Average Mark Spitz Deals with ‘Sea’ of dead

After grappling with Colson Whitehead’s Zone One in its entirety, I found that the racial element of the story is not as prominent and obvious as I had anticipated it would be. For one, we do not learn of Mark Spitz’s race until far into the narrative. However, this is really the only distinguishing characteristic of Mark Spitz, other than that he is male and described as “average,” which may be a comment on race itself. Mark Spitz’s race and mediocrity are his only distinguishing traits, and it is precisely his mediocrity that allowed him to survive the infestation for as long as he did. He is described as being “neither the captain…nor the last one picked.” In the context of the zombie infestation, the last one picked would surely fail, but so to would the captain because he/she would be responsible for other people.

Being that Mark Spitz is presumably a minority and Colson Whitehead is as well, Whitehead is possibly trying to convey that a young person of color could easily see being average as the best route in traversing through society. As it is the least notorious, because people tend to ignore the average person as they prioritize helping the below average person as well as praising the above average person instead. The character’s name “Mark Spitz” is itself a racial slur derived from a moment where instead of jumping off a bridge into water to flee from a swarm of “dead,” Mark Spitz shoots his way out of it screaming that he cannot die. There is a similarly climatic scene on the final page where after the final barricade is breached by the dead, Colson writes “Fuck it, he thought. You have to learn how to swim sometime. He opened the door and walked into the seas of the dead.” Perhaps this is him embracing who he is as he self-actualizes and “swims,” conquering his fear of “water.”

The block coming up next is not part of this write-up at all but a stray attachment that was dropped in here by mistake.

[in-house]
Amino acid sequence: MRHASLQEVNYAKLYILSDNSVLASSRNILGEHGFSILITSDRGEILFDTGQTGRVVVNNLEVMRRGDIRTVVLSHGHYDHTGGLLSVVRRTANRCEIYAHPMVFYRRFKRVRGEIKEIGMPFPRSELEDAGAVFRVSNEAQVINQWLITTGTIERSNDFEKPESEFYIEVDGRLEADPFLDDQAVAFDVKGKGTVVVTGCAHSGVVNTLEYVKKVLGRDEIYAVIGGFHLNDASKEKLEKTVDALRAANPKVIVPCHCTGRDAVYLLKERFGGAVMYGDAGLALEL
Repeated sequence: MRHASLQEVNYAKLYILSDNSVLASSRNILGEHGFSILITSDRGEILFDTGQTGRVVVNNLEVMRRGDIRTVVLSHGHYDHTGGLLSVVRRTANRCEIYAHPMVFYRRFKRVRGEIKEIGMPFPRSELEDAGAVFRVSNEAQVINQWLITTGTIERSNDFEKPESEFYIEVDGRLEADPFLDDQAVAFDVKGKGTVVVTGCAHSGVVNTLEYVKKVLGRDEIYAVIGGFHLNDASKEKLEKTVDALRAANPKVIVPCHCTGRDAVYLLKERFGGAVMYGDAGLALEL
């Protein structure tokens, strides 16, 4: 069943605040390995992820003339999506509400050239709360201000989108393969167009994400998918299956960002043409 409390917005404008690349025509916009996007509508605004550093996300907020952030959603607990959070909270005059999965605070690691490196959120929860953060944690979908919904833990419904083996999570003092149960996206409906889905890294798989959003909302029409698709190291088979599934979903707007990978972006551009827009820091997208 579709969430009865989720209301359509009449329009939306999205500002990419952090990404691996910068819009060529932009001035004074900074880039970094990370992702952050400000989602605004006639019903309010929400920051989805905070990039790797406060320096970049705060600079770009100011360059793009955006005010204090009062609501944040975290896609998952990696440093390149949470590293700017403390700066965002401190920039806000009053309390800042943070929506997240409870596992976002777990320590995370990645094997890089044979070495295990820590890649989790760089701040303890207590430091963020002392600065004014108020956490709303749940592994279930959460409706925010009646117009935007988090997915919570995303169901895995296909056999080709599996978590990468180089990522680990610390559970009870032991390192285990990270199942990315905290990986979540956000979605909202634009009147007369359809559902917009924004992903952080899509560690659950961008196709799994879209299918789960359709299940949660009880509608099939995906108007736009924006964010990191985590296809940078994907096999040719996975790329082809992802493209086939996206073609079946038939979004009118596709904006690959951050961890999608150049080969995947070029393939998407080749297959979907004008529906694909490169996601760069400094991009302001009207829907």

Mark Spitz’s fear of water is the stereotype that creates his name and enables him to share that story with Gary as he passes, which must have been especially emotional given that he and Gary were brothers in battle against the infestation. They were the only family they had left, as Mark Spitz lost Uncle Lloyd and the vast majority of the population died. In this context, it was actual great to be the minority. His fear of water is symbolic of his fear of death. Mark Spitz was not one to delude himself with hopes of the “after,” and when the barricade broke and he walked into the seas of the dead, Mark Spitz was able to feel closure. Additionally, Whitehead may have been using zombies to symbolize micro aggressions perpetrated by white people, and the barricade breaking is symbolic of the micro aggressions adding up and having a cumulative effect. At one point in the novel, Mark Spitz makes a reference to there finally being no “amateur fascist up the street machinated to steal the next cab.” The plague itself could be symbolic of retribution for the atrocities of slavery as well as the sum of centuries of micro aggressions, bigotry, racism and acts of racism.

 

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